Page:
Pacific Coast Traditional
Inuit Kayak Symposium
Meet on the beach, the swell report is 3 feet at 11 seconds.
Everyone is stoked for a nice afternoon paddle with a bit of caving and
45 minutes later on the outside.... we're watching 10 footers
plunging from top to bottom on the set waves. These are the first
pulses from a far away storm, racing ahead of the forecast.
The shorebreak is ripping people out of tight greenland cockpits and a
collision holes a boat. Not everyone makes it out. We
decide not to land here.
Henry Romer paddling north along Neah Kah Nie headland.
Everywhere I like to play is closed out and we stay well
away from all the rocks and caves. Notice the foam on the
water? The last time I saw that and landed at Manzanita I
destroyed a 400 dollar camera, hyperextended my knee, and broke three
Micheal Morris getting blasted by a blowhole.
We get protection from the swell and wind behind Cape
Me, Cape Falcon, and my new Greenland Replica "Mary Kay"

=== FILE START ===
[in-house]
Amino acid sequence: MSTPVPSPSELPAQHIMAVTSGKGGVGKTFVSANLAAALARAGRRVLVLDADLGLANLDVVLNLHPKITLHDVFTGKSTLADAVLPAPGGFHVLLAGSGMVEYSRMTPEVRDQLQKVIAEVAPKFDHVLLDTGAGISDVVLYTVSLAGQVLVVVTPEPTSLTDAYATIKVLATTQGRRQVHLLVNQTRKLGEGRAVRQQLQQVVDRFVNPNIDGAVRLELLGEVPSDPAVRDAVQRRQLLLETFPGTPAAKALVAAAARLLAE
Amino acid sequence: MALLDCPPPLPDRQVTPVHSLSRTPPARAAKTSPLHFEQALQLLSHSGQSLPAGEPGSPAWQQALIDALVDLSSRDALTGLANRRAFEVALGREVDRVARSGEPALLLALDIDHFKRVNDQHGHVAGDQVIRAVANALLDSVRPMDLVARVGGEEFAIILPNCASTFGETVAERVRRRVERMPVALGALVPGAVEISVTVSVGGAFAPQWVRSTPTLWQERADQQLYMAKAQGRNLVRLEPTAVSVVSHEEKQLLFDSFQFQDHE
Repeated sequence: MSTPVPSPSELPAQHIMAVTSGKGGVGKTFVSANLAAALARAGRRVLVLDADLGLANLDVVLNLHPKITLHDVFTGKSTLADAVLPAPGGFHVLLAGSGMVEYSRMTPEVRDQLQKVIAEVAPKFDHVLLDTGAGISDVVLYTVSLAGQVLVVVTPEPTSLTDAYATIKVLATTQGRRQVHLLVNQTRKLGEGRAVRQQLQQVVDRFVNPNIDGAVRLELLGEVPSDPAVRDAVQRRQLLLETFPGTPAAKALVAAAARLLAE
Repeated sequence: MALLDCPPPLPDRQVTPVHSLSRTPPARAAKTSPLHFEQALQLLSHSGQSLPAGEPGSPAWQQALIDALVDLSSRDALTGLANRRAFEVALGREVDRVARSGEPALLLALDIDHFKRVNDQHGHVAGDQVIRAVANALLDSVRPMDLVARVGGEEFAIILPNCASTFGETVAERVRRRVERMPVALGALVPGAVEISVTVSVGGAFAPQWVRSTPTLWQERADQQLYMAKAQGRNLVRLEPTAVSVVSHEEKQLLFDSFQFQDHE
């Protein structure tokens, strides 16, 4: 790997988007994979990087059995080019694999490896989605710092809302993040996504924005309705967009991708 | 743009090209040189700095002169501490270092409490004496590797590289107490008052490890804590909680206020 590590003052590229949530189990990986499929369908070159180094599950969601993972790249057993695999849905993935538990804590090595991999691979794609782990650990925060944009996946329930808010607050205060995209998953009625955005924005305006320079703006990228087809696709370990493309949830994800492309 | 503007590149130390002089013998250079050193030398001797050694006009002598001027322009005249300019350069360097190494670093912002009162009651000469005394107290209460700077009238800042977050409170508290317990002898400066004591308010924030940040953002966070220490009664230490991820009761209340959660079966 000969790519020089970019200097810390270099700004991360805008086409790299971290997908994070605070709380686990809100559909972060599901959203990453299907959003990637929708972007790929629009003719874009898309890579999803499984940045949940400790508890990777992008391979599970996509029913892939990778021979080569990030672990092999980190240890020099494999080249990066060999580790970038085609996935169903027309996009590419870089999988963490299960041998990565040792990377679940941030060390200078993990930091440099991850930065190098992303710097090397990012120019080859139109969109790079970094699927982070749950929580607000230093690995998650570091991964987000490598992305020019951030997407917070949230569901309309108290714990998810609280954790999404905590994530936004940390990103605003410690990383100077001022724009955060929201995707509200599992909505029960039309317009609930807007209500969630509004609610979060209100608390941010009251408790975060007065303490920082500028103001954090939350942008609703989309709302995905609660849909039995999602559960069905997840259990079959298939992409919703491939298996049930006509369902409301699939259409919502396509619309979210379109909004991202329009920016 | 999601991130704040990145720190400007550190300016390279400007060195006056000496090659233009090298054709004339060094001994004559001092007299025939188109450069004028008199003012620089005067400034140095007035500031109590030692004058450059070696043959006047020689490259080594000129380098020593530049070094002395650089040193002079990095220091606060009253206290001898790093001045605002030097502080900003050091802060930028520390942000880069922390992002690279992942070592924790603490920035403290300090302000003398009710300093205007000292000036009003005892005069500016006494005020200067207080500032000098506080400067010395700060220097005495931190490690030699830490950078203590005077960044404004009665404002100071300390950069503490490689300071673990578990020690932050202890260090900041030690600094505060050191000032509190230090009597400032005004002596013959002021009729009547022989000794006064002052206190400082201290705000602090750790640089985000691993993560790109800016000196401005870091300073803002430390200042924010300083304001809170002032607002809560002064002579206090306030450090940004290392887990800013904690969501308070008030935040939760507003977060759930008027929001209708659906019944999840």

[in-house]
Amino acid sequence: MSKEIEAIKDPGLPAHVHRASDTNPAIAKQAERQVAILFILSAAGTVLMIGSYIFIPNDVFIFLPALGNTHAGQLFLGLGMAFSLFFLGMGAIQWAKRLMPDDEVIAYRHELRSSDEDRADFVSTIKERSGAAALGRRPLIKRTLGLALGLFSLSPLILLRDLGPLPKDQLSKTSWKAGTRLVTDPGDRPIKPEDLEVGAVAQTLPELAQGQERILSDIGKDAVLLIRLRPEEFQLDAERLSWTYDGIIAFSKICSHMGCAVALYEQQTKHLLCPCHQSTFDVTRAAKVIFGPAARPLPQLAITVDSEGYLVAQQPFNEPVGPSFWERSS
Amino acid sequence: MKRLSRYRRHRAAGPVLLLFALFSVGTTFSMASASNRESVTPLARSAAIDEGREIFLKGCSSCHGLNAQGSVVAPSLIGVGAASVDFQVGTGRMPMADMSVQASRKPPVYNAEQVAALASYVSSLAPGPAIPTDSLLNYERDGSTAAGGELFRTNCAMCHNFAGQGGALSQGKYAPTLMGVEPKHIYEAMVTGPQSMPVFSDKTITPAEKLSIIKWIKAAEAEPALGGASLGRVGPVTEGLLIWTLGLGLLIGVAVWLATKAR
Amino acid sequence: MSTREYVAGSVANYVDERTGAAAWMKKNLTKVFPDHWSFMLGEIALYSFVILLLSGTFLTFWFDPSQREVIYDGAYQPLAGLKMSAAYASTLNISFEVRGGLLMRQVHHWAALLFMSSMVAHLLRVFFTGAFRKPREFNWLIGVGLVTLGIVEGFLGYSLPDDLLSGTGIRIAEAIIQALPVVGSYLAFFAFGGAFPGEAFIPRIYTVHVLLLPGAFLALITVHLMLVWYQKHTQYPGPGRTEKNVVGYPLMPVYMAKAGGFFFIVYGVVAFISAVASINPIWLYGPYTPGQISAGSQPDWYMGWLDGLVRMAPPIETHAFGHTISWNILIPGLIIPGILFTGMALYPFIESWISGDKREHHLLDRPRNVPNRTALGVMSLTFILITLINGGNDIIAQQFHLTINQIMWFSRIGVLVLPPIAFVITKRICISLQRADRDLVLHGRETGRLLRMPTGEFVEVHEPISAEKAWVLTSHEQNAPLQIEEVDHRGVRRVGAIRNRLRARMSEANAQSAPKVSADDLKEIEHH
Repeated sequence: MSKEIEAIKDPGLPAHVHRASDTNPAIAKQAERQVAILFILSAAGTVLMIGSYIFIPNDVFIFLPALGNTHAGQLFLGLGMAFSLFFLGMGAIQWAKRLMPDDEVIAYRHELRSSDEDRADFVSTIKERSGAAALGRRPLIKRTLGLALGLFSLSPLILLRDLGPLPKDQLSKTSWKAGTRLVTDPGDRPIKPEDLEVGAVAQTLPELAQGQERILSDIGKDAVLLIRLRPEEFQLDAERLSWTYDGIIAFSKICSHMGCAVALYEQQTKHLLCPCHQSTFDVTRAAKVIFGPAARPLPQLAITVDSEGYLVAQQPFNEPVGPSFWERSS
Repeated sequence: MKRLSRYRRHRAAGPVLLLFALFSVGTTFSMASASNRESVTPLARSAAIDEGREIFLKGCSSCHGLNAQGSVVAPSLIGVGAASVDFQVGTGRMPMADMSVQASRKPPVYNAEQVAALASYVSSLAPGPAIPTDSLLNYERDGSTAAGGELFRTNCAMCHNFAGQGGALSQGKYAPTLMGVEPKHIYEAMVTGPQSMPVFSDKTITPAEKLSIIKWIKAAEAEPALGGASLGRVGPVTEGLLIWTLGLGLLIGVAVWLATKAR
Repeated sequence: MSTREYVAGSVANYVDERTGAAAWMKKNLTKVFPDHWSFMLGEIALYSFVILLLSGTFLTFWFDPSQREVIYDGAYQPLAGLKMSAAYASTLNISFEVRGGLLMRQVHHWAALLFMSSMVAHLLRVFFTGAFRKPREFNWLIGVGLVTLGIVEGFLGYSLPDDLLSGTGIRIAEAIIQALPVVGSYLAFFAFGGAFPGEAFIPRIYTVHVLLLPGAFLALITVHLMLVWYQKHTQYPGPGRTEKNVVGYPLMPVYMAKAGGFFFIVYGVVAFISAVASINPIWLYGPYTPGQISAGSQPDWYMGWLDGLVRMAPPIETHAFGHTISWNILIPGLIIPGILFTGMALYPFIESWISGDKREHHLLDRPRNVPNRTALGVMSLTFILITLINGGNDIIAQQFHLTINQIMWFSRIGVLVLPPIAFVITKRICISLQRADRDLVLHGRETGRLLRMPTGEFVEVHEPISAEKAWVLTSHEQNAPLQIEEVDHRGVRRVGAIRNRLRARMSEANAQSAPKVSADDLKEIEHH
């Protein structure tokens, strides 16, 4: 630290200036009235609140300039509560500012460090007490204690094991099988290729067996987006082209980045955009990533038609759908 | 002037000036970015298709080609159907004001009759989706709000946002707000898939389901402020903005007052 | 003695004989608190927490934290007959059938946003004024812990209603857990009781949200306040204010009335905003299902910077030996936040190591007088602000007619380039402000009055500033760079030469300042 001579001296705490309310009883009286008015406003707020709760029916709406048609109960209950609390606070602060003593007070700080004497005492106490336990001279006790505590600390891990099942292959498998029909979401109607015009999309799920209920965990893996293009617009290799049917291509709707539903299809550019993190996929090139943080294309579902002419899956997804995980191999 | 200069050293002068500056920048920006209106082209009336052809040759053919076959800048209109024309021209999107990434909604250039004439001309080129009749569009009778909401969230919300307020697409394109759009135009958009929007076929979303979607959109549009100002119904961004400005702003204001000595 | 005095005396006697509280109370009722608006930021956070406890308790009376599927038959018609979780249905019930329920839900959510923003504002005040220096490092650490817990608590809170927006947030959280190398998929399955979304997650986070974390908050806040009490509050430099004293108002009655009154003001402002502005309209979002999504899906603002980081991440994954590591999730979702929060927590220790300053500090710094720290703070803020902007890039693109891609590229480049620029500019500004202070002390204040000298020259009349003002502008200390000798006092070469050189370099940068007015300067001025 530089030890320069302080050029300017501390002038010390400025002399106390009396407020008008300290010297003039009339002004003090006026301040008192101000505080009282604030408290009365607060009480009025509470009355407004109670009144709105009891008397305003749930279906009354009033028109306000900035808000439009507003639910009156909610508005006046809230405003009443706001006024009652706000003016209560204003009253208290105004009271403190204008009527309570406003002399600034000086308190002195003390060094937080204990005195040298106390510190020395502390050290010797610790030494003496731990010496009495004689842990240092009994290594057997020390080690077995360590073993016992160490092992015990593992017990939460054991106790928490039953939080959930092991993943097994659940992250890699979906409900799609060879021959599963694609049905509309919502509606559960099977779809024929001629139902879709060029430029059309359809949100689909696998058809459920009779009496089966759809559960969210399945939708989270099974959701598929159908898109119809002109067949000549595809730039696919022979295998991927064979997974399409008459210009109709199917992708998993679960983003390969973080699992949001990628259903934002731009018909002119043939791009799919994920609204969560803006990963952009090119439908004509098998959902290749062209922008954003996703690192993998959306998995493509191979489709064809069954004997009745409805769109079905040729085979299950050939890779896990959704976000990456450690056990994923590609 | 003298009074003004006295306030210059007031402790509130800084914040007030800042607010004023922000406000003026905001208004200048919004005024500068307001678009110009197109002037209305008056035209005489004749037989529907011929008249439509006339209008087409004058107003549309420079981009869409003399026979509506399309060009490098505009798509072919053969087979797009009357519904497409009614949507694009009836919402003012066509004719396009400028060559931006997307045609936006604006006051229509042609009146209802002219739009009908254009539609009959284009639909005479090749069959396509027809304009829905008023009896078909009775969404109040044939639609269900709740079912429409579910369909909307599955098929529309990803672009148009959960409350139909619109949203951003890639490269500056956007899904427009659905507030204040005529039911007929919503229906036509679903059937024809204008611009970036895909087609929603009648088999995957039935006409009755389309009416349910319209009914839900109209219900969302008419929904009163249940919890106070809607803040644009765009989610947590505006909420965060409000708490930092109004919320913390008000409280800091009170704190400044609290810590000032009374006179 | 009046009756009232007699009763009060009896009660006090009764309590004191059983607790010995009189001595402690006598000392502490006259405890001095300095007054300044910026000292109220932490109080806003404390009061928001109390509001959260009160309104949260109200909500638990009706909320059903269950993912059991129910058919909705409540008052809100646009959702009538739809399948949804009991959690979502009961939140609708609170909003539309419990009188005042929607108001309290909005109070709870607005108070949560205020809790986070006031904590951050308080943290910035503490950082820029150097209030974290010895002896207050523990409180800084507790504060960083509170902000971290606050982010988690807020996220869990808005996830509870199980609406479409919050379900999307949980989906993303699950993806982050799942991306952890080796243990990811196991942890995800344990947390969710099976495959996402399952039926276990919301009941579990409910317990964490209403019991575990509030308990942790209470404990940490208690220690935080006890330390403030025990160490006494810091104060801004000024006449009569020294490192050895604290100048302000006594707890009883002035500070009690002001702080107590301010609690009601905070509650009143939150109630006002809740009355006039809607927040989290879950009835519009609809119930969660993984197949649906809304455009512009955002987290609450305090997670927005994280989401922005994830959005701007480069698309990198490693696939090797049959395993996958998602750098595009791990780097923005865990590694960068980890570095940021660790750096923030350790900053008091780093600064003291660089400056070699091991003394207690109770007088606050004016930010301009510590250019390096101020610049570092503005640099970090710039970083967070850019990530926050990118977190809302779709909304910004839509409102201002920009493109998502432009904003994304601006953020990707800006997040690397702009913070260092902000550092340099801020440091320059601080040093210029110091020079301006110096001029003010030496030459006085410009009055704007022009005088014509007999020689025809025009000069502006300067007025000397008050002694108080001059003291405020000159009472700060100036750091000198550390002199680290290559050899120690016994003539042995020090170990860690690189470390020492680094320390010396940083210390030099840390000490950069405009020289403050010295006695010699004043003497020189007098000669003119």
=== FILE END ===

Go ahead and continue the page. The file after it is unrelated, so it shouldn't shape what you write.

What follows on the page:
Cape falcon and the crew.
Warren Willemson just can't stay upright.
Warren surprises me in a rock garden, I turn and shoot.
A moment later.
More Warren, I shoot him alot because he is always
where I am, in the middle of it!
Rob Gibbert and Warren, kayakers in the mist.
Ralph Johnson, the few the proud the Skin-on-frame.
Warren again, playing with his Anas on a small
one. Getting these shots is sketchy and seconds later we collided.
Henry Romer landing at Short Sand beach, see the surfer
behind? Still thumping but alot safer than Manzanita. The
downside for glass boaters is the half mile carry to the highway.
The bouy reports that afternoon registered 6 feet at 11 seconds.
NOAA never updated the forcast.
No serious injuries, skilled paddlers, good lessons.
PC-TIKS was awesome. Thank you everyone.